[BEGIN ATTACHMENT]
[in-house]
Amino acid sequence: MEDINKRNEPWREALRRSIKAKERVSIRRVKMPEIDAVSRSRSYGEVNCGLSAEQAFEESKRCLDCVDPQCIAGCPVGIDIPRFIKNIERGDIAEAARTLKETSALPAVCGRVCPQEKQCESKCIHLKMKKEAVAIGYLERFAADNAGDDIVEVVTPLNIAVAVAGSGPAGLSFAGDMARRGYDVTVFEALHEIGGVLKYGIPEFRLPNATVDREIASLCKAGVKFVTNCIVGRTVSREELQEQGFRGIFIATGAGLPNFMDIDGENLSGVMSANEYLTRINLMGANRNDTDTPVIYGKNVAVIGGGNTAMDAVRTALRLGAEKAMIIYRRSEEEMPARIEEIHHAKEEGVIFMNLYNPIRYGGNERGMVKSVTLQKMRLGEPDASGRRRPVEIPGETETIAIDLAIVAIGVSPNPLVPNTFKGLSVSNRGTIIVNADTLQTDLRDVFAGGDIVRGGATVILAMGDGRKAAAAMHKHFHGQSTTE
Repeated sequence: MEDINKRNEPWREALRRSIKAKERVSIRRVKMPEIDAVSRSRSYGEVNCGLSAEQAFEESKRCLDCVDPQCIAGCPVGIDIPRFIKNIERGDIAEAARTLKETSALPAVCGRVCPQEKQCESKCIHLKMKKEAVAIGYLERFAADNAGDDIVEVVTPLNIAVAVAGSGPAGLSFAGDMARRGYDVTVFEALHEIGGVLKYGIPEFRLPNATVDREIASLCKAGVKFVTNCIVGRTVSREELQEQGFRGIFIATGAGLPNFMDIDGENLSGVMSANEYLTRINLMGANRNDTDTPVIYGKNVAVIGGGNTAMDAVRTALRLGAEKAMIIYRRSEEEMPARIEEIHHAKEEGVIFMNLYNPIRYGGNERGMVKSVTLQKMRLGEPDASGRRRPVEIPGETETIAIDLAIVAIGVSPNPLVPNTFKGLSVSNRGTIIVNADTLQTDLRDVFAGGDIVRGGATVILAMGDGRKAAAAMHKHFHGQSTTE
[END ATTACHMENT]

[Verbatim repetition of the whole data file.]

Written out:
[in-house]
Amino acid sequence: MEDINKRNEPWREALRRSIKAKERVSIRRVKMPEIDAVSRSRSYGEVNCGLSAEQAFEESKRCLDCVDPQCIAGCPVGIDIPRFIKNIERGDIAEAARTLKETSALPAVCGRVCPQEKQCESKCIHLKMKKEAVAIGYLERFAADNAGDDIVEVVTPLNIAVAVAGSGPAGLSFAGDMARRGYDVTVFEALHEIGGVLKYGIPEFRLPNATVDREIASLCKAGVKFVTNCIVGRTVSREELQEQGFRGIFIATGAGLPNFMDIDGENLSGVMSANEYLTRINLMGANRNDTDTPVIYGKNVAVIGGGNTAMDAVRTALRLGAEKAMIIYRRSEEEMPARIEEIHHAKEEGVIFMNLYNPIRYGGNERGMVKSVTLQKMRLGEPDASGRRRPVEIPGETETIAIDLAIVAIGVSPNPLVPNTFKGLSVSNRGTIIVNADTLQTDLRDVFAGGDIVRGGATVILAMGDGRKAAAAMHKHFHGQSTTE
Repeated sequence: MEDINKRNEPWREALRRSIKAKERVSIRRVKMPEIDAVSRSRSYGEVNCGLSAEQAFEESKRCLDCVDPQCIAGCPVGIDIPRFIKNIERGDIAEAARTLKETSALPAVCGRVCPQEKQCESKCIHLKMKKEAVAIGYLERFAADNAGDDIVEVVTPLNIAVAVAGSGPAGLSFAGDMARRGYDVTVFEALHEIGGVLKYGIPEFRLPNATVDREIASLCKAGVKFVTNCIVGRTVSREELQEQGFRGIFIATGAGLPNFMDIDGENLSGVMSANEYLTRINLMGANRNDTDTPVIYGKNVAVIGGGNTAMDAVRTALRLGAEKAMIIYRRSEEEMPARIEEIHHAKEEGVIFMNLYNPIRYGGNERGMVKSVTLQKMRLGEPDASGRRRPVEIPGETETIAIDLAIVAIGVSPNPLVPNTFKGLSVSNRGTIIVNADTLQTDLRDVFAGGDIVRGGATVILAMGDGRKAAAAMHKHFHGQSTTE